If it seems weird that Star Wars is being used as a tool to help indoctrinate maladjusted men into antisocial movements, it shouldn’t. Much of America’s current online experience was built from blueprints of early internet successes—a fair number of which were achieved, believe it or not, via coverage of the Star Wars prequels. Online aspects now seen as normal, even traditional—like comments sections (the primordial ooze from which social media as we know it first crawled,) the ways I’m allowed to behave in those comments sections, what passes for “news,” the placement of the bar for “reporter,” and how I reward bad actors for their lax “newsgathering” practices—were first established through attempts to create and financially exploit “geek culture” and “the fan community.”

The three original sins of the internet, now accepted as "truths," passed down generationally and treated as institutional:

1) Nothing here counts.
2) You're not really you.
3) Cruelty is currency.

Yes, these "truths" pre-date the mad rush online caused by the availability of broadband and self-determined communities (like Star Wars fans) gathering (metastasizing) online. But that era, and the enticement of that outsized fanbase, helped cement those "truths" as self-evident, pointing the way to decades of casual, accepted abuse of anyone who wasn't an aggrieved, insecure man like me, who didn't agree with me, or who weren't sympathetic at all times to me.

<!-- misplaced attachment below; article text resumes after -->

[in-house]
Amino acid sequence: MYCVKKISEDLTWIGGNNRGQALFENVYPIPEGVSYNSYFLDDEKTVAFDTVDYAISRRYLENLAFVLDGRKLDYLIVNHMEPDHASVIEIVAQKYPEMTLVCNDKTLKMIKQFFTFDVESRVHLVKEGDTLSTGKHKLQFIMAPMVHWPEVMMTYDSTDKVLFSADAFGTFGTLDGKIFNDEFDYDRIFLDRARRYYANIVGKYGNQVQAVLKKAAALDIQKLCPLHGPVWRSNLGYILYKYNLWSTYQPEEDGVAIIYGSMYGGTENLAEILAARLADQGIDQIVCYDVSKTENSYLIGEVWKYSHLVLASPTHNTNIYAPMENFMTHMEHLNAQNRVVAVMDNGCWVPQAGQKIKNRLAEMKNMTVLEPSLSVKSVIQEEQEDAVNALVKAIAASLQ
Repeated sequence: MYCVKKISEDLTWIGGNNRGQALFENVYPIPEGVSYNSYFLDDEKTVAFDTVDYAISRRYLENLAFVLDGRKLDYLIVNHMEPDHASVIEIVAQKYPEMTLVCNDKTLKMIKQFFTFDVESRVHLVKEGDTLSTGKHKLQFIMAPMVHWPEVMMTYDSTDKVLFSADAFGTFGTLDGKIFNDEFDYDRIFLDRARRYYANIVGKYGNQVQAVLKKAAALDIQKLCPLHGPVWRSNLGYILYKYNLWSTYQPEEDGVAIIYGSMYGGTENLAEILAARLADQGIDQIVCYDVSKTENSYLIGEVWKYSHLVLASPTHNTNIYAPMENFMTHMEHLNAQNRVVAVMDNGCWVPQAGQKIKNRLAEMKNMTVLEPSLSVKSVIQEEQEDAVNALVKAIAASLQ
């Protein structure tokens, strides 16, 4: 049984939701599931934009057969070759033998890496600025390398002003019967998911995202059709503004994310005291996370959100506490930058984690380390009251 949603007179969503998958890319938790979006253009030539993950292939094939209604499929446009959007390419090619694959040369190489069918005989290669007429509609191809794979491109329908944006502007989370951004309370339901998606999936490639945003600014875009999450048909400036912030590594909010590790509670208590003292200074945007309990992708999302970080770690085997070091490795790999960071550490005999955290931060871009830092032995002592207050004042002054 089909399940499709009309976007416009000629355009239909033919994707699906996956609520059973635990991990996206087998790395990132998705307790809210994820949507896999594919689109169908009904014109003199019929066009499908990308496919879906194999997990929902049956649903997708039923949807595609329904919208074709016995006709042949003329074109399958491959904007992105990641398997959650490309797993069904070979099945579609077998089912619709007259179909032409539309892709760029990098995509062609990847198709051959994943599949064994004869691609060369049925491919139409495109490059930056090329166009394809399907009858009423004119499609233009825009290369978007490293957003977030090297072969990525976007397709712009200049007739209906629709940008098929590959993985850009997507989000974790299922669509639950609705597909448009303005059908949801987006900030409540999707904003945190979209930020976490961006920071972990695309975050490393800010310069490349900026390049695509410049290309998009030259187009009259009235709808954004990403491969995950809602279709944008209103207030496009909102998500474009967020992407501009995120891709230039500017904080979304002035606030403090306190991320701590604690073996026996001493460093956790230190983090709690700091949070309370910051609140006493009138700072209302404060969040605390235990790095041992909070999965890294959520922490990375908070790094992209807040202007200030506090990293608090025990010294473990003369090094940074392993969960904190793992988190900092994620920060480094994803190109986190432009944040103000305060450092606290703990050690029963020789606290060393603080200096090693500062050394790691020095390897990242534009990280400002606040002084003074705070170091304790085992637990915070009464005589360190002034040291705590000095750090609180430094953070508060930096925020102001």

The internalization of those lies presents itself in the way I still casually separate "real life" from my time spent on the internet, as if the internet isn't the primary communication tool for hundreds of millions of people. In the way I might choose to adopt a falsified personality and cartoon avatar to engage in a one-sided role-playing game I “win” through constant refreshing of my feeds—looking less for opportunities to improve understanding and more for free dunks on busted hoops lowered to eight feet.

A false perception of “nerd” as a legitimate minority status took hold as lazy justification for feeling I was unjustly persecuted for my hobbies (I wasn’t) and thus entitled to easily-abused anonymity—an entitlement that extends to stripping anonymity from those who are actually socially persecuted, who need that anonymity to safely operate online. In these spaces (many of which became some of the internet’s most popular), personal responsibility was a sucker’s game: If you sign your real name to your words, if you put your real face next to those words, well… what did you expect?